N.H. Bhatt, J.
1. This is the suo motu revisional proceedings initiated by the High Court. One Keshavram Shivram had filed a criminal case No. 1555 of 1975 in the Court of the Metropolitan Magistrate, Ilnd Court, Ahmedabad for offences under Sections 323, 504 and 506 of the I.P.C.
2. The complainant was examined as a witness and so were examined his two witnesses and the case thereafter was adjourned to some other date for examination of a Doctor to prove the alleged injuries on the person of the complainant. On that adjourned date of hearing, the complainant's lawyer and the witness - the Doctor - were present, but the complainant had not remained present. The lawyer for the complainant offered to examine the Doctor and to go ahead with the proceedings, but the learned Magistrate dismissed the complaint on account of the absence of the complainant and acquitted the accused. The matter came to: the noticed of the High Court and the above proceedings have been initiated.
3. The original accused is present in person and says that he has talked with some advocate who is going to appear for him and on that ground he sought adjournment. There is no reason for me to adjourn the matter in which no allegation has been levelled against the original accused. Moreover he did not disclose what lawyer he contented. I have, therefore, turned down the oral prayer made by the original accused to adjourn the proceedings.
It is really surprising that a seasoned Magistrate of the Court of Metropolitan Magistrate in Ahmedabad acted in the manner found in this case. The complainant's presence was no longer necessary and there was no reason for the learned Magistrate to dismiss the complaint especially when his advocate was ready to go ahead with the case and examine the only remaining witness, the medical officer.
4. Under Section 256 of the Code the Magistrate has no doubt power to acquit the accused if the complainant does not appear on the day appointed for the appearance of the accused or any day subsequent thereto. This power has been conferred on the Magistrate obviously for the ends of justice and with a view to see that an accused person is not subjected to any undue harassment. By way of abundant caution, the very section further provides that it is not obligatory on the part of the Magistrate to dismiss the complaint and he has been clothed with the power to adjourn the hearing of the case to some other day. The proviso annexed to this section further makes the position crystal clear. It lays down that where the complainant is represented by a pleader or where the Magistrate is of opinion that the personal attendance of the complainant is not necessary, the Magistrate may dispense with his attendance and proceed with the case. The situation as was before the learned Magistrate on the day in question squarely fall within the proviso and still the learned Magistrate has acted under the main part of this section. This is really unfortunate and it is hoped that repetition of such instances would not be there in future in the court of this learned Magistrate or in the court of any other Magistrate. A copy of this judgment is directed to be circulated to all the Magistrates in the State.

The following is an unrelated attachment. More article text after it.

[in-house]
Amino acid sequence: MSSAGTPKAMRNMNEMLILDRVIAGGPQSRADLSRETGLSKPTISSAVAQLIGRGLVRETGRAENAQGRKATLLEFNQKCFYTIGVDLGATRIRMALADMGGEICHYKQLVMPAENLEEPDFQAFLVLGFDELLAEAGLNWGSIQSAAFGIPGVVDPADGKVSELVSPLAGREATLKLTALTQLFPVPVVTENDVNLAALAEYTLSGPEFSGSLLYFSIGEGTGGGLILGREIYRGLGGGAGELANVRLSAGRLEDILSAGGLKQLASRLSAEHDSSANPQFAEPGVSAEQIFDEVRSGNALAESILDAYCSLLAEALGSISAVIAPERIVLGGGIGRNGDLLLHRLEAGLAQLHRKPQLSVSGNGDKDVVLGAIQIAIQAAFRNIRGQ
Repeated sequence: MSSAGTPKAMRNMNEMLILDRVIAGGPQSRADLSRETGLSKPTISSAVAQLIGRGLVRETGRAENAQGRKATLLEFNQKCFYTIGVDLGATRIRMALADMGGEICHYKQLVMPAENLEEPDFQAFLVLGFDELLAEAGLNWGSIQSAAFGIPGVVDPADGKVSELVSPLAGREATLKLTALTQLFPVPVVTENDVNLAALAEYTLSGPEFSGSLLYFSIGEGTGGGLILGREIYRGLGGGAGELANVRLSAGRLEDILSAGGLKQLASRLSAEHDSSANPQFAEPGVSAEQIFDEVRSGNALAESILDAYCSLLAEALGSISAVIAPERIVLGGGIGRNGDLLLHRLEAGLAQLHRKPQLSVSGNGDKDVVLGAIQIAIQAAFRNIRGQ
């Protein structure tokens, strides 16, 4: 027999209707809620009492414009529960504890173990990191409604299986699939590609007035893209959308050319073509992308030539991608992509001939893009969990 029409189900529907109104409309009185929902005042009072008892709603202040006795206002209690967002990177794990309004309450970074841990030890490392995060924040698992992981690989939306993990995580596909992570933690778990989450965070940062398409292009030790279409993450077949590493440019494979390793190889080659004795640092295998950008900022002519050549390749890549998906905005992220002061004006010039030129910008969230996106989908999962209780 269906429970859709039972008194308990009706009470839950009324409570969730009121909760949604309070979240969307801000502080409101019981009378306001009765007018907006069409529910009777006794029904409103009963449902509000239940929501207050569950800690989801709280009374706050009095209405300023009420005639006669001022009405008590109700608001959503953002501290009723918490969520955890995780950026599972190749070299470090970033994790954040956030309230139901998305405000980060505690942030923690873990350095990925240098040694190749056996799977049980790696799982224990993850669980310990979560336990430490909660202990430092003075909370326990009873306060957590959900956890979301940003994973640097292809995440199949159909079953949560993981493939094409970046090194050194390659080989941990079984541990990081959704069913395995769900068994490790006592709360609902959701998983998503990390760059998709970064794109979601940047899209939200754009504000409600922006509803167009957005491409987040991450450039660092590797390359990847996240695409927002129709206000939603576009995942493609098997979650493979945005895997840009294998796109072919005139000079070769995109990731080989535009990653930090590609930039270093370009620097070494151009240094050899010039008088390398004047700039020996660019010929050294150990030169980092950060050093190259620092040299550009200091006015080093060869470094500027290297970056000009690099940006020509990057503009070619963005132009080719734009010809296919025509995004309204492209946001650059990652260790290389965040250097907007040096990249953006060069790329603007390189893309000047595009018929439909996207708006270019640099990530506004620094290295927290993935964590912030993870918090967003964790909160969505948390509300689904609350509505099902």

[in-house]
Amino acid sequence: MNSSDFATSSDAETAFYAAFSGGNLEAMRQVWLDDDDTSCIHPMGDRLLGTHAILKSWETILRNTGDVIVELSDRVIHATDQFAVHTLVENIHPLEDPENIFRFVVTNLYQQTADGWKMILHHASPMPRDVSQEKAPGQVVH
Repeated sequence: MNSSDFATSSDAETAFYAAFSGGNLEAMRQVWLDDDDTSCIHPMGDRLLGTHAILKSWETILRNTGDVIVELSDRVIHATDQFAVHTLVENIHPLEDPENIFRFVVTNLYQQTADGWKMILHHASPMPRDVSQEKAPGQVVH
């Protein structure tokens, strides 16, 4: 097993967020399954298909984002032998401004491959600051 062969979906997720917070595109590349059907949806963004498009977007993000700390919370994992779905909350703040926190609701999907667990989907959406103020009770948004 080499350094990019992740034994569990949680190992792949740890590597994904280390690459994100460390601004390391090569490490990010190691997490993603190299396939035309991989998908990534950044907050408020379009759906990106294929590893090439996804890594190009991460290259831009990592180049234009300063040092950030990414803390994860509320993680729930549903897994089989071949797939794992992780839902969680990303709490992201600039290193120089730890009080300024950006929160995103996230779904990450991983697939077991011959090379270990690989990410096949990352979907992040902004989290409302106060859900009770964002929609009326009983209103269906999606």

5. The result is that the revision application is allowed. The order acquitting the accused is set aside and the case is remanded to the court of the Chief Metropolitan Magistrate, Ahmedabad for disposal in accordance with law. It is further directed that the same learned Magistrate shall not proceed with this case and any other Metropolitan Magistrate will be assigned the disposal of this case. This later direction is given to the Chief Metropolitan Magistrate who himself should try the case or transfer it to any other Magistrate other than the Magistrate who has passed the impugned order.